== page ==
October 19, 2012
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GSK announced this week that it would open up its clinical trial data sets to researches who receive approval from a GSK review board. Next year, the EMA intends to open up access to all new clinical data files that are part of a product registration filing.
I believe this is a trend that will not stop – the increasing openness of biopharma with its clinical trial data. What does this mean for medical affairs? I have some initial thoughts below but I would be curious to hear your perspective.
As this data becomes more open, other scientists, some perhaps not fully qualified to understand the data set, are going to review it and draw conclusions. Since our culture has incentives for publicity in academia, expect that at least some of the scientists are going to spin the data into the scariest sounding headline they can.
The result is, I predict, a sharp rise in news stories highlighting safety risks of products, often blown out of proportion. Nevertheless, it will ultimately fall to MA to deal with this misinformation on the scientific side. While this can happen today, it is still fairly rare. I believe it is going to be common place.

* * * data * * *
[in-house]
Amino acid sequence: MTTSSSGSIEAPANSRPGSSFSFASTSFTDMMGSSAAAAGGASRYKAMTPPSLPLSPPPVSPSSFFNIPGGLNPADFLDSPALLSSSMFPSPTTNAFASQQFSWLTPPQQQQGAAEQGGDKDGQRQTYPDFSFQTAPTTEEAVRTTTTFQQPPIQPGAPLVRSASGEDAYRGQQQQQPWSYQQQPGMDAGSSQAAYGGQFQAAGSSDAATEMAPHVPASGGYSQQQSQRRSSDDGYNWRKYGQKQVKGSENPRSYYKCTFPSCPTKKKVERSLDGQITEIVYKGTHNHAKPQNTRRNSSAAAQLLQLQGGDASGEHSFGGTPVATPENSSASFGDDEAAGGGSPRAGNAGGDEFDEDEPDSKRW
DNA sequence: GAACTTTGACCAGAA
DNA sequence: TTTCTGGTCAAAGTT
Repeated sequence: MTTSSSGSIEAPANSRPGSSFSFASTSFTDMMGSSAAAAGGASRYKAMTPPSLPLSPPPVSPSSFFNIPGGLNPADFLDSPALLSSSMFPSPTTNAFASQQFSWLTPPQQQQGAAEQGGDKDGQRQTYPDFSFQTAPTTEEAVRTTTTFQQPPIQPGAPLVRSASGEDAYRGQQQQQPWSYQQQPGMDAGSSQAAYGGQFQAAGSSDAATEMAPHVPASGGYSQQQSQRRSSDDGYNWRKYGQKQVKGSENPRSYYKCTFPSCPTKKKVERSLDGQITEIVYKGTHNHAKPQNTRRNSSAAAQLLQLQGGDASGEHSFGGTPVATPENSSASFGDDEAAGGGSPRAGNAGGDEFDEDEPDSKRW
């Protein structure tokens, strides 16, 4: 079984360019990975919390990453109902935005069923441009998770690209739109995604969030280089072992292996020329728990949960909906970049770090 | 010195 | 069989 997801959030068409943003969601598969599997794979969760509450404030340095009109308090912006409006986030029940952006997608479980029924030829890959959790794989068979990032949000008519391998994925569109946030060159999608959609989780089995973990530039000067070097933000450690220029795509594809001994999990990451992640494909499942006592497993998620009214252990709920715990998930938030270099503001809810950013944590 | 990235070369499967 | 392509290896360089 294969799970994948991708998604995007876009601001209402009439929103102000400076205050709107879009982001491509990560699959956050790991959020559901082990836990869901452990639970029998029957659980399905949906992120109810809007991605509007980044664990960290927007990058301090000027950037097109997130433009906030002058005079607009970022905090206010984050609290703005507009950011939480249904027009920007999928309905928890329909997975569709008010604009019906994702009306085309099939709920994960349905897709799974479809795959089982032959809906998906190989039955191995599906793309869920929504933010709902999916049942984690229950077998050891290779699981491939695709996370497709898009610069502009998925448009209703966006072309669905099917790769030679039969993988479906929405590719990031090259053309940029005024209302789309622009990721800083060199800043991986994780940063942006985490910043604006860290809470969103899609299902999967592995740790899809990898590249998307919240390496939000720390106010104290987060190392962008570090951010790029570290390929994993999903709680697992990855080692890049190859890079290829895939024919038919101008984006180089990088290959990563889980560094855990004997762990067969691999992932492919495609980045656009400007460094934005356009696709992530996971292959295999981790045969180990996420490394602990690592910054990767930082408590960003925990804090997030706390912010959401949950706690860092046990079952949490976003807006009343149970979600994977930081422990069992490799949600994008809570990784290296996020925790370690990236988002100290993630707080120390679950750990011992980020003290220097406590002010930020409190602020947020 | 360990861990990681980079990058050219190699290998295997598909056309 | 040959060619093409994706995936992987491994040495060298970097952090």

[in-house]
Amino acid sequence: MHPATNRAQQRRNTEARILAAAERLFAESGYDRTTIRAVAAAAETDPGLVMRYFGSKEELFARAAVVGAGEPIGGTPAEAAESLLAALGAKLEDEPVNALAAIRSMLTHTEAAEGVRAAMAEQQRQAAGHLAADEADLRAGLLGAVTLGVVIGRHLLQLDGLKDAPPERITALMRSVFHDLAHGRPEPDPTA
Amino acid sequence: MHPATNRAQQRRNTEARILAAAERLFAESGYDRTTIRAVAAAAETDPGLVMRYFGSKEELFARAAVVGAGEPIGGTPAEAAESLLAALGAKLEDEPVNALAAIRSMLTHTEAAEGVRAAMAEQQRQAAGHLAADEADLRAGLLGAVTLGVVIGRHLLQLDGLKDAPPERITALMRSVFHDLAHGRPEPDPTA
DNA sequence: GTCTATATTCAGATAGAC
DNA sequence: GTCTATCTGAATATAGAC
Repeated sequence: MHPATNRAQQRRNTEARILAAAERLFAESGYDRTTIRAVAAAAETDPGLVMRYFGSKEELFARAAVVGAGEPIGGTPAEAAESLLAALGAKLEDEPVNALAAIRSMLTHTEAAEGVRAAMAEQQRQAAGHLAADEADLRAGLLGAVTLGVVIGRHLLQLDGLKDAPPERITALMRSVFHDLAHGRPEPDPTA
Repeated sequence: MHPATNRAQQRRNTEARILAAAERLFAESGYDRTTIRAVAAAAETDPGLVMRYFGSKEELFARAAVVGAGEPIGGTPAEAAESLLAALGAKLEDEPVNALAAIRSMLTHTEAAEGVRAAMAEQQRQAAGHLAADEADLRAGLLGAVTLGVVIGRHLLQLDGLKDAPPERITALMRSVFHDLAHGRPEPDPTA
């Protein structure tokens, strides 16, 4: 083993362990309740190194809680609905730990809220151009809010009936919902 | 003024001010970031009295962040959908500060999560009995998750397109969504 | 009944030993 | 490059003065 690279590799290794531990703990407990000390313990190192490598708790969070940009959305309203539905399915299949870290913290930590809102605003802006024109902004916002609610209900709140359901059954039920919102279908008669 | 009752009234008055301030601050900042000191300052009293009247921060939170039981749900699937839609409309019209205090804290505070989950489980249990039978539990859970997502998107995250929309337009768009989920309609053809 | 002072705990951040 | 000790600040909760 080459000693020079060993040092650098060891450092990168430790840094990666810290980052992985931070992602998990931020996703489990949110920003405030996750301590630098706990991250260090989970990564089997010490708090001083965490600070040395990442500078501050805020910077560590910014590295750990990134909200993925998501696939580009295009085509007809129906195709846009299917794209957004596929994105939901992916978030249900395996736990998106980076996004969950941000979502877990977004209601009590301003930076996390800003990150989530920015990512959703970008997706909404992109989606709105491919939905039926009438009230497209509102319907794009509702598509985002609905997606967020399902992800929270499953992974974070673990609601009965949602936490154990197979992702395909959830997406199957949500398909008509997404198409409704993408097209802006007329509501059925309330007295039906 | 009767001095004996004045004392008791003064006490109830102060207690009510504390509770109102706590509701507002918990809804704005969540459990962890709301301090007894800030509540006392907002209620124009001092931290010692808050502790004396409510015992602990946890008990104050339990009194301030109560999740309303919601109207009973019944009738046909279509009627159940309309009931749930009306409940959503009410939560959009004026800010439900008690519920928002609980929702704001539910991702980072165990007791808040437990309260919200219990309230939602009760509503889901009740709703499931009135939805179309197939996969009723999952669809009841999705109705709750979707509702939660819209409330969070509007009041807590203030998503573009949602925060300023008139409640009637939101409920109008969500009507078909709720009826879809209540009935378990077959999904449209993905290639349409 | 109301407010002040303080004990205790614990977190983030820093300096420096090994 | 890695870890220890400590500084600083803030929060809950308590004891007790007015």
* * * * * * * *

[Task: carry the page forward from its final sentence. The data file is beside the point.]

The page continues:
In order to be ahead of this, MA leaders are going to need to set up a Rapid Scientific Response capability (if they don’t already have one):
- Identify Potential Areas Requiring Responses – First step is determining what potential areas require rapid scientific responses. Start with a brainstorming exercise and prioritize to get to the top 5 to 10 topics.
- Determine Leader of Response – For each topic area, identify who from the MA or other functions team should take the lead on coordinating the rapid scientific response
- Identify Internal Experts and Voices – Search through the organization and determine who else has the scientific expertise and other skill sets needed to support the rapid scientific response – PR and Legal should be a part of each team
- Develop Rapid Response Plan – Create a plan for assessing the situation, determining the outline of the response, assigning elements to team members, pulling it together, getting it reviewed and getting the message out